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Admiral David D. Porter, The Naval History of the Civil War., Chapter 12: fight between the Merrimac and Monitor, March 8, 1862. (search)
as not quite up to the mark, for as a general rule it had shown great energy in improvising a Navy. There were several large steam frigates at that time which might have been cut down and covered with iron in much better fashion than was done in the case of the Merrimac. The Department, it is true, had contracted for iron-clad vessels, but two of them were far behind time in building, and the other was a little nondescript that no one in the Navy Department, with the exception of Commodore Joseph Smith, had any confidence in. This vessel, designed by John Ericsson, was to be paid for only in case she proved successful against the enemy's batteries; but had the steam frigates been cut down and plated we need have given little anxiety to the appearance of the Merrimac or any other vessel, and would have been first in the field with this new factor in war which was to revolutionize naval warfare. But there are many things we cannot account for — we received humiliation at first to
Admiral David D. Porter, The Naval History of the Civil War., Chapter 32: Navy Department.--energies displayed.--building of iron-clads (search)
of the Bureau over which he presided. Of the importance of the duties of Surgeon-General, particularly in time of war, it is not necessary to speak, and we can only say that Dr. Horintz did his duty in a most satisfactory manner. To Rear-Admiral Joseph Smith, Chief of the Bureau of Yards and Docks, the country was largely indebted for the practical advice which he gave the Department, the fruit of his long and varied experience. Rear-Admiral Smith, with the other officers whom Mr. SecretRear-Admiral Smith, with the other officers whom Mr. Secretary Welles had to assist him, formed a fine combination, and although the former was advanced in years at the breaking out of the war, and not very robust, yet he was ever punctual in the performance of his duties. Such men as we have mentioned assisted greatly in lightening the labors of the venerable Secretary of the Navy, and enabled him to carry the Navy successfully through a great crisis. It was sometime in April, 1862, that the Department determined to build up an ironclad navy on t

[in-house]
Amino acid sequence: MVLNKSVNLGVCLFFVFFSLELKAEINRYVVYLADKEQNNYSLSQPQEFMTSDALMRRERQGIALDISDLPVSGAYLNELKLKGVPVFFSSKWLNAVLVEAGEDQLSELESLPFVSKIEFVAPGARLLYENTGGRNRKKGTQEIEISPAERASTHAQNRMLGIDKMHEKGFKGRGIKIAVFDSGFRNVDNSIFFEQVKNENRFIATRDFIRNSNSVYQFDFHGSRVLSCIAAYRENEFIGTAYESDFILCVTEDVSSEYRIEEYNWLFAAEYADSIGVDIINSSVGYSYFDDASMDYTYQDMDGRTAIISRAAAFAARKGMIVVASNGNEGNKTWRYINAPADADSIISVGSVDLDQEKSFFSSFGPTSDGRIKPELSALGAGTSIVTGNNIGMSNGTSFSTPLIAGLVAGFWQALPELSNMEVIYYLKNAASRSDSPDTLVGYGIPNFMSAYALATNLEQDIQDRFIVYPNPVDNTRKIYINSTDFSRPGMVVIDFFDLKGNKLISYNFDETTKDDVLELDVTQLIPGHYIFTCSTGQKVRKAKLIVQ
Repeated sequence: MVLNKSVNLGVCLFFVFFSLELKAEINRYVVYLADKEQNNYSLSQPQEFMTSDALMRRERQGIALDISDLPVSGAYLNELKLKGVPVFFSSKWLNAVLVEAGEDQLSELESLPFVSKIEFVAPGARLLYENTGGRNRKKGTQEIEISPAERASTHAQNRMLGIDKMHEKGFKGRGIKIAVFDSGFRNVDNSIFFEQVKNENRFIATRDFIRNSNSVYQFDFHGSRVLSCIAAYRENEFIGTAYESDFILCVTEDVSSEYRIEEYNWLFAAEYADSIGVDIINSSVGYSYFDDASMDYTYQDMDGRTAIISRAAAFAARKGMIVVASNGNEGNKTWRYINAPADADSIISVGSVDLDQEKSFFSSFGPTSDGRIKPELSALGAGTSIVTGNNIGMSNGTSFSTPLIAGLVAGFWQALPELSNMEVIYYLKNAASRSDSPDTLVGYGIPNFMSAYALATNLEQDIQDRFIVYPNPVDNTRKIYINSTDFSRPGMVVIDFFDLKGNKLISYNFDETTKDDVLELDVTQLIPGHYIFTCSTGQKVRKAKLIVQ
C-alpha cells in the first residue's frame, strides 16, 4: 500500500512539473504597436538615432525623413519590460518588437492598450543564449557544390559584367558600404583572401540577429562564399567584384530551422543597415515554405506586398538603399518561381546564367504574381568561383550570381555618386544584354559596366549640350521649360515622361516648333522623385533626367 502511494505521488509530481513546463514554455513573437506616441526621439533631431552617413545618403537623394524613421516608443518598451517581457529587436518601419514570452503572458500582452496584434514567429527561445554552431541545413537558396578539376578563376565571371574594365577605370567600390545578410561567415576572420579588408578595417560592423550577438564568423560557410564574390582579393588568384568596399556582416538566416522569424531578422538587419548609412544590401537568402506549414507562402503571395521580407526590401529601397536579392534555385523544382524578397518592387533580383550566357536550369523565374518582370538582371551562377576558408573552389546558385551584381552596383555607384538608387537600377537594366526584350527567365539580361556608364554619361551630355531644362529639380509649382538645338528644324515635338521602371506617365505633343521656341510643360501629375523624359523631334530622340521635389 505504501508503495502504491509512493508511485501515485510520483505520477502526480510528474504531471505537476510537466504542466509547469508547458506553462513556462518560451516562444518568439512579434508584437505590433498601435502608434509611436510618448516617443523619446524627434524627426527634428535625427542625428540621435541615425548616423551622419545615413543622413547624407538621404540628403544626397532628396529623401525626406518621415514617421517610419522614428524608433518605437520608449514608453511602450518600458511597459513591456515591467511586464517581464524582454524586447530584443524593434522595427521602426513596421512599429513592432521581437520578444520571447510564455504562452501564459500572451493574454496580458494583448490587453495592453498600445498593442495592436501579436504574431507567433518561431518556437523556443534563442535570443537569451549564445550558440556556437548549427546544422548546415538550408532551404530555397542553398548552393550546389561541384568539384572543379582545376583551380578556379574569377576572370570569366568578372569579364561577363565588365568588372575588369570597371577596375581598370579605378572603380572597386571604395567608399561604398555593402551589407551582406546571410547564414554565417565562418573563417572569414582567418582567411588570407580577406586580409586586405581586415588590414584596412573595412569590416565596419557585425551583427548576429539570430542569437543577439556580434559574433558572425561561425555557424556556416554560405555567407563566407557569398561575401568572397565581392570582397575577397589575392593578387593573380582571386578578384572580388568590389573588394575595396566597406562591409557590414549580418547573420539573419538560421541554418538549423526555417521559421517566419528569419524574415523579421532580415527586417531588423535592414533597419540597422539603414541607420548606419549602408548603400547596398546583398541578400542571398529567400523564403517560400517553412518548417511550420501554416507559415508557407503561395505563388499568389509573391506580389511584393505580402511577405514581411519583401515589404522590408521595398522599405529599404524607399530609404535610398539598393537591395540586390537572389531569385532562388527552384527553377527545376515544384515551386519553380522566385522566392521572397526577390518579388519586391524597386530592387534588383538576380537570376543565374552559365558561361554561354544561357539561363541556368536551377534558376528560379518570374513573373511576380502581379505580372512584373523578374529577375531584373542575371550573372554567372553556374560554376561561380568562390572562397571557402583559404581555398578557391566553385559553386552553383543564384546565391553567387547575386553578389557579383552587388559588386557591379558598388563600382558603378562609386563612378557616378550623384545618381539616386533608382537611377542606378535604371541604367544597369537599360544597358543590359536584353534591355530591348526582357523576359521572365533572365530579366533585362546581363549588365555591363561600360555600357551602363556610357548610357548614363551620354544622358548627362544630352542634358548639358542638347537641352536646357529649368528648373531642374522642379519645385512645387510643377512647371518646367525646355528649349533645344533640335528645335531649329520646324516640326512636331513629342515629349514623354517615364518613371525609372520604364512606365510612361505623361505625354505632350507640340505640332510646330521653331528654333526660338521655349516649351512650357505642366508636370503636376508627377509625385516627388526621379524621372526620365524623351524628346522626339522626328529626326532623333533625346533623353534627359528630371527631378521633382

Admiral David D. Porter, The Naval History of the Civil War., Chapter 50: Second attack on Fort Fisher. (search)
. Norton: Engineers: Chief, T. J. Jones; Second-Assistant, H. H. Barrett; Acting-Second-Assistants, R. I. Middleton and M. Smith; Acting-Third-Assistants, O. Bassett, H. M. Noyes, M. W. Thaxter and S. J. Hobbs; Boatswain, H. E. Barnes; Gunner, Joseph Smith; Acting-Carpenter, M. E. Curley; Sailmaker, J. C. Herbert. *Brooklyn--Second rate. Captain, James Alden; Lieutenant, T. L. Swann; Surgeon, George Maulsby; Assistant Surgeon, H. S. Pitkin; Paymaster, G. E. Thornton; Captain of Marines, G. Surgeon, A. E. Emery; Acting-Assistant Paymaster, J. Wv. Fairfield; Acting-Master's Mates, D. G. Conger and W. H. Howard; Engineers: Acting-First-Assistant, P. L. Fry; Acting-Second-Assistant, A. B. Kinney; Acting-Third-Assistants, Wm. Brown, Joseph Smith, J. B. Wilbur and C. A. Blake; Acting-Gunner, D. L. Briggs. Mendota--Third-rate. Commander, Edward T. Nichols; Acting-Masters, Lathrop Wight, Maurice Digard and Thomas Smith, Acting-Ensigns, W. B. Barnes, R. B. Pray, Isaac Thayer and R.